The Changing Face of Career Development
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Dave Redekopp, Life-Role Development Group
for the MLA Invitational Forum on Business Involvement in Education
January 19, 1996
Rapid and continuous social, economic and political change have caused career development practitioners to re-think their traditional concepts and practices. In a world in which work opportunities can no longer be clearly defined as occupational roles, career development activities no longer need to revolve around the processes of choosing an occupation and following plans to reach the occupation. Career building now needs to be viewed as process of managing one's own development, learning and life/work decisions and actions.
H.B. Gelatt, a prominent career development decision-making theorist, developed four paradoxical principles in an attempt to look at career development in a new way. I have added six more paradoxical principles, principles that I hope have direct impact on the issues being faced by this Invitational Forum.
Ten Paradoxical Principles
(Note: The first four principles were developed by H.B. Gelatt).
1. Be focused and flexible. Gelatt spent much of his working life developing decision-making models based on reason, rationality and logic. In 1989, Gelatt's work took a different direction. He recognized the importance of breaking plans as well as making them, changing goals as well as setting them, being flexible as well as focused. In a world of constant change, Gelatt argued that both focus and flexibility are essential elements of the modern career planner.
3. Be objective and optimistic. Once information is gathered and projections for future success are being made, Gelatt implored us to be objective and optimistic. By this he means that we should look at the future as clearly and reasonably as we can. Then having made a decision to pursue a certain course, we need to be optimistic about our chances of success. Optimism provides the energy and drive needed to succeed.
4. Be practical and magical. Pursuing a decision requires practicality, common-sense and reason. However, the old "set the goal, reach the goal" mentality may be less useful in this era of change than an approach that uses creativity, imagination and chance to create opportunity as well as to seek it. Lock-step action plans remain useful, but they need to be supplemented by more creative, whimsical methods that create or find unexpected possibilities.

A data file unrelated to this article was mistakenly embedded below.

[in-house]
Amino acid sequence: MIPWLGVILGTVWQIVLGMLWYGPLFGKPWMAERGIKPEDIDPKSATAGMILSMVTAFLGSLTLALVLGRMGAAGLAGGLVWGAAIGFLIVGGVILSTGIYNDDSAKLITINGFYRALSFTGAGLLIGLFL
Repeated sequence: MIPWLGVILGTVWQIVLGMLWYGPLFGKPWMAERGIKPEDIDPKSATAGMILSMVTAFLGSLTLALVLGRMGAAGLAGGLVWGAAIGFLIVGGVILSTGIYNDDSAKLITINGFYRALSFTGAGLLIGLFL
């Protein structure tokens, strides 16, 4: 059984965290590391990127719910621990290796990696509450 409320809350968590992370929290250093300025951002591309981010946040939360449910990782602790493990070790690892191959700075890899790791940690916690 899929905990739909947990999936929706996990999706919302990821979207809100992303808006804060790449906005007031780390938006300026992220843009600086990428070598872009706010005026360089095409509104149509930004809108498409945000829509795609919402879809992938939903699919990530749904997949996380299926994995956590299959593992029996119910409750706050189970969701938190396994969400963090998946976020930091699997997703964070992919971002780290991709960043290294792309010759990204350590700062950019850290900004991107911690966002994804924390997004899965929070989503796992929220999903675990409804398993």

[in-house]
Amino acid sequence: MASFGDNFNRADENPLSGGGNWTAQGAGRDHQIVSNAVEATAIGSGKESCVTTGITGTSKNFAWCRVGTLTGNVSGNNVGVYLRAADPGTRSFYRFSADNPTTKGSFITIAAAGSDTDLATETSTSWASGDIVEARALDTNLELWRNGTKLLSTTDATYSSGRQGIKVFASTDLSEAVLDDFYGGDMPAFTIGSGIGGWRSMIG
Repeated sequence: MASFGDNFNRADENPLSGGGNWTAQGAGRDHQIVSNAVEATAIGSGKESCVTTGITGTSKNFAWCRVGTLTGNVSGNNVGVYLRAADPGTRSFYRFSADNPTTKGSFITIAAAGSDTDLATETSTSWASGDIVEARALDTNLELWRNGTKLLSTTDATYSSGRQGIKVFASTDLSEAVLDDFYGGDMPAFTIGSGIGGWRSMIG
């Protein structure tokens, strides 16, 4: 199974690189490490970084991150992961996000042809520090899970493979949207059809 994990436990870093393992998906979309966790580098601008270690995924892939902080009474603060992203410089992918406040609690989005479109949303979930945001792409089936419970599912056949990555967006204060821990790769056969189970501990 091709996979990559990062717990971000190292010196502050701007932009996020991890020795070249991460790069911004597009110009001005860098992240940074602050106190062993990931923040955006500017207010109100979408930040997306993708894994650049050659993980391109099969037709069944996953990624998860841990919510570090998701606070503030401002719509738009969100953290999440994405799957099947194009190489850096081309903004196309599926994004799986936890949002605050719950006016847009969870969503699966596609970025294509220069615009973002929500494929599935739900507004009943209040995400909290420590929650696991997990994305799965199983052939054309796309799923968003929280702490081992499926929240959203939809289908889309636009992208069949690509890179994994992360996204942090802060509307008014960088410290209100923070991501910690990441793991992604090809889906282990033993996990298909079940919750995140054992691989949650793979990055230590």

5. Be independent and collaborative. A paradox that applies particularly to the aims of education is the need for individuals to be both autonomous, self-reliant decision-makers/actors and community-oriented, team-playing, social citizens. Both characteristics are heavily emphasized in today's world of work: the independence to make immediate decisions combined with an increasing use of collaborative teams.
6. Be general and specialized. The current work dynamic is characterized by rapid changes leading to more frequent work/job changes by workers. To be able to adapt to this change, workers need to have a general knowledge, skill and attitude base that allows them to move from one role to another. On the other hand, in a world of extreme technological sophistication, workers are finding that they need to become increasingly specialized.
7. Be a follower and a leader. The world of work is no longer the clearly defined world of the supply and demand labour market. Now, supply and demand can trade places overnight; joint-ventures rule the day; employer-employee relationships are changing to contractor/sub-contractor relationships. These shifts mean that all workers are more likely to be both followers and leaders than in the past. The move to team-based management further accentuates this need as team members continuously make decisions about when to lead and when to follow.
8. Be quality-oriented and risk-oriented. A pressing paradox for organizations within a global economy is simultaneously being the best at what they do and always attempting to do things in new and better ways. Workers, too, need to come to grips with exceling at what they do while taking risks trying new things. Similarly, students in schools need to be encouraged to get good grades while taking risks in performance.
9. Be loyal and tentative. Organizations are no longer providing jobs for life. The "company man" is also disappearing. Yet loyalty, in the form of dedication and commitment, remains essential as a two-way employer-worker street. Workers and employers need to be fully committed to each other within a project, contract or task. However, they both need to fully recognize that the relationship is almost certain to be time-specific and therefore, both need to approach the relationship as a tentative one.
10. Be confident and unsure. A changing work dynamic results in a need for continuous learning. Continuously learning means continuously being unsure of whether or not one is fully competent. Being unsure, however, of one's competence, needs to be balanced with confidence in one's abilities. A lack of confidence is usually followed by minimal risk-taking, poor performance and a loss of energy due to worry and anxiety. Confidence is needed to be productive and to move forward; being unsure is needed to ensure that one constantly learns.
These paradoxes highlight the difficulties of fully integrating career development into school systems. An overemphasis on one component of any of these paradoxes will lead to complaints from the stakeholders (i.e., parents, students, employers, educators, public) who hold the opposite component dear. It will also leave students unprepared for a changing work dynamic. Teaching both sides of each paradox in a balanced way is a tightrope walk that we should not expect educators to achieve without effort, practice and a safety net of public and business support.